HipBeat: Love is Revolution is a rite of passage story that follows the lead character Angus aka Angy, a poet, street artist, and activist who realizes their gender identity is non-binary. They challenge the norms and rules in society when it comes to gender, politics, love, and relationships.
Angy protests against injustice and the political machine by day and explore their gender and sexuality by night in the Berlin rave community. Through Angy’s eyes, the film explores the freedom within the Berlin
nightlife, which is inclusive to all gender, sexuality, and ethnicity. On the dark dance floors of the rave community, people feel liberated to express themselves openly as they dance until the early hours of
Angy is guided on their journey by the wisdom of a drag queen (Judy LaDivinia) and an old boyfriend from college.
They discover that love should not be limited by society’s rules. Through embracing their true identity they learn that self-love is an important step towards healing the past. In the LGBTQIAN community, they find their home.
The reason behind making this film was to explore the rules in society that don’t let people be themselves. There are a lot of places in the world that don’t accept people that are different.
Lapalme magazine sat down with the film’s creator and star Samuel Kay Forrest to discuss his personal inspiration, gender, and sexuality.
You have really come at your film head-on. Writer, director, actor, where did you find the inspiration to create this film?
I was inspired by family, friends, and my experience of spending time in Berlin. The city has a counterculture that I did not experience before. I thought if I could capture that inclusivity and love that people would find it inspiring. I had the script finished for a while but when I noticed the rise in far-right populism manifesting in different parts of the world I was compelled into action. I didn’t want my generation to be defined by hate, mendacity, and division that was being inflamed by the people in power. Through my experiences, I felt my generation was more united than ever in Berlin and around the world.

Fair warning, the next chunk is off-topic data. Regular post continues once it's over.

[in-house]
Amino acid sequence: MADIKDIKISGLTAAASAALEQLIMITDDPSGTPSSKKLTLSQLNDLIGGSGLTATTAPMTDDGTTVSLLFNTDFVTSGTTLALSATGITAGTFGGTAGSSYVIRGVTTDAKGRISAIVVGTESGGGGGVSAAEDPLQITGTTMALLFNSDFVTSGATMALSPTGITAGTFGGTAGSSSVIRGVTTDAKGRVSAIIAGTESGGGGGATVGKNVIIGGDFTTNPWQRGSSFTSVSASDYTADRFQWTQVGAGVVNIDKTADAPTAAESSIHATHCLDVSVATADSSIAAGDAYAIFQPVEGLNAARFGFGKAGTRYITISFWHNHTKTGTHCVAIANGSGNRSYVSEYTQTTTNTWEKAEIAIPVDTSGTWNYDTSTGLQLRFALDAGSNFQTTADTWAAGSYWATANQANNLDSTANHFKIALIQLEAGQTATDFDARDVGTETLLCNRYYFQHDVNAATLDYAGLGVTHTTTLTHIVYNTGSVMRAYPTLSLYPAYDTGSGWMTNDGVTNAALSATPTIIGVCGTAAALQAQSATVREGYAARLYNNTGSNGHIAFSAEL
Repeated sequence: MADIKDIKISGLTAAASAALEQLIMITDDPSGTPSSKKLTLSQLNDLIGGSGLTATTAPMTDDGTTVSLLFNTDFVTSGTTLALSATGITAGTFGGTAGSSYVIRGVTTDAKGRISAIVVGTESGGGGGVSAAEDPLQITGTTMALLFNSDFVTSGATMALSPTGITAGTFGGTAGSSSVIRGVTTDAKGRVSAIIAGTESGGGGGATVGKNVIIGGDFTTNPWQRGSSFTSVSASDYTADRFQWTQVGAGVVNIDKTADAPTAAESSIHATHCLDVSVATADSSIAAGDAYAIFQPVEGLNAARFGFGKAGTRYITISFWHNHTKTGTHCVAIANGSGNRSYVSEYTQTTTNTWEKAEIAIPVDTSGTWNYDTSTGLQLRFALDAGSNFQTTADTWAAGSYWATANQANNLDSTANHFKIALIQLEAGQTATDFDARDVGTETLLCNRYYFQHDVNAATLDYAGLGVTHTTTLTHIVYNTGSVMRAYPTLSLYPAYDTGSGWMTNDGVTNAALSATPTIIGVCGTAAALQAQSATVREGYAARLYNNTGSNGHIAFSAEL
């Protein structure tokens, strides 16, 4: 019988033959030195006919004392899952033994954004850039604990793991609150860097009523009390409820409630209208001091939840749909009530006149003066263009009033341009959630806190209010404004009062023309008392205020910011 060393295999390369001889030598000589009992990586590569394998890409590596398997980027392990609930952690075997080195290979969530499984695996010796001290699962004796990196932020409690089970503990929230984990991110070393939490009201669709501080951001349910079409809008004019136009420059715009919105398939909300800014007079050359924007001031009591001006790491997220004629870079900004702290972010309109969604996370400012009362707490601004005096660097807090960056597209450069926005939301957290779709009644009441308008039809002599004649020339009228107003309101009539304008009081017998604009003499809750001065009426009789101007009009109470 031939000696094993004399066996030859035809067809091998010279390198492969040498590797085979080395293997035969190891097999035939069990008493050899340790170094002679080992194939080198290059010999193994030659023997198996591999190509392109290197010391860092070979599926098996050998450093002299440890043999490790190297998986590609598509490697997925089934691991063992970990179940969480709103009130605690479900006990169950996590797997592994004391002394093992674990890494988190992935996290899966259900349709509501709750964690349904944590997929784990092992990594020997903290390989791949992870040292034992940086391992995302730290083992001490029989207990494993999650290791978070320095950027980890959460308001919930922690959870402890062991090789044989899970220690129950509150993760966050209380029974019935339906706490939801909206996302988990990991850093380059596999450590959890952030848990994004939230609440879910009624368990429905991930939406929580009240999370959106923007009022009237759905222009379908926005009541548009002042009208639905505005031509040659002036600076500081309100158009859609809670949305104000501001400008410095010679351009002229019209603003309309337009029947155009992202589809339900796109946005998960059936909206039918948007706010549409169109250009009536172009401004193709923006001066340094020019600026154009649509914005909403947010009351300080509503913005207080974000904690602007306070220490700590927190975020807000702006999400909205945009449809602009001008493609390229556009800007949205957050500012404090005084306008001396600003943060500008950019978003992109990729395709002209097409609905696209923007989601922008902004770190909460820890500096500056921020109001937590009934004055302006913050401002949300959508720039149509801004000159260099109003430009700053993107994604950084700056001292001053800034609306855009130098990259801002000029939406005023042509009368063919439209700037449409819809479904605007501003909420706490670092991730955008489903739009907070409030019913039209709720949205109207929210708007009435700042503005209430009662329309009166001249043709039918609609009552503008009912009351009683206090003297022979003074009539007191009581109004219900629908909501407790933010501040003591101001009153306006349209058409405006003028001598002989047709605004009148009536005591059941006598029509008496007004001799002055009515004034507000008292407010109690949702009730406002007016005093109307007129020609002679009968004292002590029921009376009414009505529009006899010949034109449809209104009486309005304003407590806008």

You took a raw look at the youthquake of Berlin, do you think that is unique to that city or do you think that is going on around the world?
I think it might be unique to Berlin but I hope the same spirit and heartbeat is everywhere around the world. The demand for change and progress is relevant in many cities and communities. Berlin just is very radical in how they approach challenging the status quo.
Gender has become a discussion at the forefront of conversation in mainstream media. Do you think that is because storytellers like yourself have tackled the subject or do you think that social media has brought it to the attention of the general public?
Social media plays a big role in bringing awareness but it is through storytelling that we can deepen the narrative and create more understanding and empathy.
I think all forms of expression and content are important to further the conversation on gender. We all have a role to play in widening awareness and participating in the conversation. Gender and sexual fluidity are not new, it’s just starting to be liberated in the mainstream consciousness. By the way, a lot of Indigenous and ancient cultures have always known there were more than two genders. In some Native American cultures, they would recognize up to five.
In your films are you always exploring gender and sexuality?
Depends on the story and the characters. Some of my upcoming projects touch upon similar themes but other projects have a different focus.
How important is it for young filmmakers and storytellers to tell their personal stories?
I feel it is very important that young filmmakers, storytellers, and artists give an authentic voice to their generation. For me, the more personal, the more I feel connected to the story.
What are some of your next projects? What are the main goals in the stories you are trying to tell?
My main goal is to tell honest stories that bring marginalized people into view and have the audience empathize with them. Currently, I have a couple of projects in pre-production and three short film touring festivals. One is about artists following their dreams in LA and the other one is about refugees who get separated crossing the Mediterranean sea.